Honeywell Automation India Ltd and oncology drug maker Fresenius Kabi, formerly Dabur Pharma, may join the list of multi-national corporations (MNCs) delisting on local bourses after the Indian government announced that all listed entities should have a minimum 25% public float.
Several MNCs are now looking to speed up the process of delisting as they do not want to sell more stake under the new norms, and they will have to decide on their course before March 2011.
Sources said, firms like Honeywell Automation India were awaiting a final nod from their parent before unveiling de-listing plans. Honeywell has promoter holding of 81.6% while Fresenius Kabi’s promoter stake is at 90% as per the earlier listing norms that allowed minimum float of 10%. Fresenius Kabi acquired the listed Dabur Pharma in 2008.
Emails to Honeywell Automation and Fresenius Kabi remained unanswered at the time of posting this report.
According to a report by CLSA Asia-Pacific Markets earlier this month, MNCs may spend upto $1.2 billion at the current market prices to buy out the minority shareholders. Honeywell Automation closed trading at Rs 2,906 up 6.6% and Fresenius Kabi quoting at Rs 172.85 rose 4.47% at the close of trade on Monday.
Small individual shareholders have around 6.05% stake in Fresenius Kabi Oncology while around 2.4% stake is held by institutions. It seems that Honeywell Automation, which is part of the Fortune 100 global diversified technology and manufacturing major, may need to make an open offer before it plans delisting. Individual small shareholders have 11% stake, while institutional shareholders keep a little over 4.25% in Honeywell Automation, shows BSE data.
Delisting moves from these MNC firms could come at 10-20% premium over the current market quotes, said an analyst at a Mumbai brokerage firm, but this could not be confirmed independently.
Several MNCs with large promoter stakes have already seen their stocks run up well ahead of the benchmark indices. In fact, boutique investment management firms such as Unifi Capital, which launched ‘Delisting Opportunities Fund’ in August last year, says MNC stocks with high probability of delisting made returns of 57% (since August 2009) compared to BSE-500 index that showed up with returns of 23%.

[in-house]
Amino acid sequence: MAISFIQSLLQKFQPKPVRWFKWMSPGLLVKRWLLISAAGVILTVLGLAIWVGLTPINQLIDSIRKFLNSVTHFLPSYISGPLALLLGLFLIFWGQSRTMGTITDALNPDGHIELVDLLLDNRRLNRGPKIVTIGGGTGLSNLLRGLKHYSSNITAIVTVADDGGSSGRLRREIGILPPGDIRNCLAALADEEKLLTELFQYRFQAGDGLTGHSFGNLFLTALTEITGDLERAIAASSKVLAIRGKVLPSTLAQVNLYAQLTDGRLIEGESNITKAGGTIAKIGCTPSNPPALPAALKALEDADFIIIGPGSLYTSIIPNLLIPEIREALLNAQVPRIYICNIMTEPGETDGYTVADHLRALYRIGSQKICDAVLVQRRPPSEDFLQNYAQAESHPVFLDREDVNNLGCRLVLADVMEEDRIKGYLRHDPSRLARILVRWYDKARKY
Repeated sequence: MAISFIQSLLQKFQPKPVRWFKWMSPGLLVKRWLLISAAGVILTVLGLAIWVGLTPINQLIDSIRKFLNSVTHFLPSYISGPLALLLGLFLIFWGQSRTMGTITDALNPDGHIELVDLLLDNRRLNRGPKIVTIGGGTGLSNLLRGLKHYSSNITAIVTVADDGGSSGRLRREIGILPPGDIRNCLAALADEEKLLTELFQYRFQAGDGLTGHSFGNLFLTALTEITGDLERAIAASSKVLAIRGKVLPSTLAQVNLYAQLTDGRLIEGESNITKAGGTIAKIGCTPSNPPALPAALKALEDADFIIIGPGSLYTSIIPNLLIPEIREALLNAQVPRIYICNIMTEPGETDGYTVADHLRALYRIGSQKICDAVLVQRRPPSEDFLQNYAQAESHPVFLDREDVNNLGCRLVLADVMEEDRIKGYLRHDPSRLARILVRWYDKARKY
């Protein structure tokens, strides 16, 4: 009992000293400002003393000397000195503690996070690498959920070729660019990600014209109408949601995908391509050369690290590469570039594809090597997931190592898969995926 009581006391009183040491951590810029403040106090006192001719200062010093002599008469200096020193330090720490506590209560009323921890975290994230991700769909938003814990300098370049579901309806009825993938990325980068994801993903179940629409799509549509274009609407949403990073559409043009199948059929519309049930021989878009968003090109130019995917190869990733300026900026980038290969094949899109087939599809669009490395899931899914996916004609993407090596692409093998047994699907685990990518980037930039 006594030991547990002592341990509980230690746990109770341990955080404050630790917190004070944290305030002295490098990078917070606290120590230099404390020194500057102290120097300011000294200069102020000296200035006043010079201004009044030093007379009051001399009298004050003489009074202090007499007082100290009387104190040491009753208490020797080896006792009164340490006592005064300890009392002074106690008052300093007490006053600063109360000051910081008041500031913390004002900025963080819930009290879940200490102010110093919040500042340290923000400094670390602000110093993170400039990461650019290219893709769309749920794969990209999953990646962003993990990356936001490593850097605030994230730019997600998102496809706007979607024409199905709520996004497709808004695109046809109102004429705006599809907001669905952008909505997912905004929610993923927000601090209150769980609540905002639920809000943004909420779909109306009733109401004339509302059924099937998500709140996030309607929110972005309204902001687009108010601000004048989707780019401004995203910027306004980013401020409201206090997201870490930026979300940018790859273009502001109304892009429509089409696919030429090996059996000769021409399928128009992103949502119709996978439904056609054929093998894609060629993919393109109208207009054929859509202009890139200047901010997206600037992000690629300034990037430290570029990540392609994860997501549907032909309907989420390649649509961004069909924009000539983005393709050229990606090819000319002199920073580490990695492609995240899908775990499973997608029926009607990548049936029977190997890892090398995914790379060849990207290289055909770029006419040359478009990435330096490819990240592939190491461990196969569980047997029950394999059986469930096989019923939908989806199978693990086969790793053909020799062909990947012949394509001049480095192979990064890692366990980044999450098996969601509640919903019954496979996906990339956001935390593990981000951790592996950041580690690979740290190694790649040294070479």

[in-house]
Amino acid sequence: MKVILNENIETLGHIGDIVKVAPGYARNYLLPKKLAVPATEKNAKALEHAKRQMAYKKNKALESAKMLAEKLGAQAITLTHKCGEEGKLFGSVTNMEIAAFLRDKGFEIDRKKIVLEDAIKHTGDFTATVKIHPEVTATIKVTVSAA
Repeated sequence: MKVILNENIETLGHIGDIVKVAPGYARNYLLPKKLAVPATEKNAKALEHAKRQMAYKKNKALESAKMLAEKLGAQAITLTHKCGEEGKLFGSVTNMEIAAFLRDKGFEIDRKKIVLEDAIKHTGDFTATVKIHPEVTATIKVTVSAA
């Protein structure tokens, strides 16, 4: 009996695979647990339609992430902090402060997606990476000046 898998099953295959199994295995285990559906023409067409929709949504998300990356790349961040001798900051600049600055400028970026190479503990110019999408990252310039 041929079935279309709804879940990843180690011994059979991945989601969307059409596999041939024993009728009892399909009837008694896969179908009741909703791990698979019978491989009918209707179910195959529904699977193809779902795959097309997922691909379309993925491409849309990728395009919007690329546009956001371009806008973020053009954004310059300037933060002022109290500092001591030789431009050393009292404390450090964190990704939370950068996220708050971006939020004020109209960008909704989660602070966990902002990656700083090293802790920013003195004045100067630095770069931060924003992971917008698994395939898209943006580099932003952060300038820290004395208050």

“For many MNCs, which relectantly listed to comply the government norms in the 70s, are consolidating their shareholdings in Indian subsidiaries as they now operate in a key emerging market now and also offers a competitive production base in the region. Delisting eliminates potential conflict of interest with minority shareholders in key strategic decisions while providing fair value to minority shareholders as well,” Christopher Vinod, Vice President, Unifi Capital Pvt Ltd, said.
Alfa Lavel, which has seen India emerge as a regional hub, made a voluntary buyback offer last year taking its shareholding in the local subsidiary to 88.77%. “These MNCs where the parent is holding over 75% stake are unlikely to dilute and more likely to opt for delisting,” Vinod added.
Meanwhile, speculation has been gaining ground that Alstom Holdings and Schneider Electric that announced 20% open offer for Areva T&D India may up the offer price and go for delisting. Alstom and Schneider jointly acquired the T&D business of Areva globally, and made a mandatory offer to buy additional 20% stake at Rs 295.34 per share, which will open on July 22.
The promoter holding at Areva T&D India already stands at 72%. For delisting to be successful, the stake held by promoter entities after the offer should be more than 90%, or higher than the aggregate of pre-offer promoter holding and 50% of the offer size, whichever is higher. If Areva’s open offer is successful, it could potentially become a target for delisting.
In context, sources said, the open offer price could be revised upwards to make some of the large institutional shareholders tender their shares. Life Insurance Corporation of India (LIC), General
Insurance Corporation (GIC) and New India Assurance Company together hold 7.13% stake in the Areva T&D India as of March, 2010. When contacted, an Areva T&D spokesperson declined to comment.
“The new regulations could hasten the plans of some MNCs to buyout minorities in their listed Indian subsidiaries and apply for delisting (once the shareholding crosses 90%) since the new plans may go against the long term strategic objective of full ownership,” said the report from CLSA.
Also, the new regulation would require 61 companies out of the BSE500 to dilute equity, which would mean additional fundraising of $13 billion to $17 billion. The cumulative stipulated equity raising for the next three years stands at $32 billion to $43 billion, said CLSA.
But the delisting play is not going to be a smooth affair going by early indications. With minority shareholders on the guard against under-pricing offers, some of them, like Goodyear, failed to attract the requisite numbers. In another case, Suashish Diamonds’ promoters were unwilling to accept the discovered price and the delisting offer failed to take-off.
It could be an expensive proposition as well in the prevailing environment, where a possible de-listing premium is already built-in. For instance, BOC India’s share price jumped by 20% after the delisting proposal was announced on June 15. Since August last year, Alfa Lavel has jumped 54% from Rs 904 to Rs 1400 today. Ineos ABS India Ltd stock soared 159% to Rs 237 between August last and now. Honeywell Automation’s stock has vaulted 73% to Rs 2950, while Esab India Limited have risen 42% to touch Rs 609 in the similar period.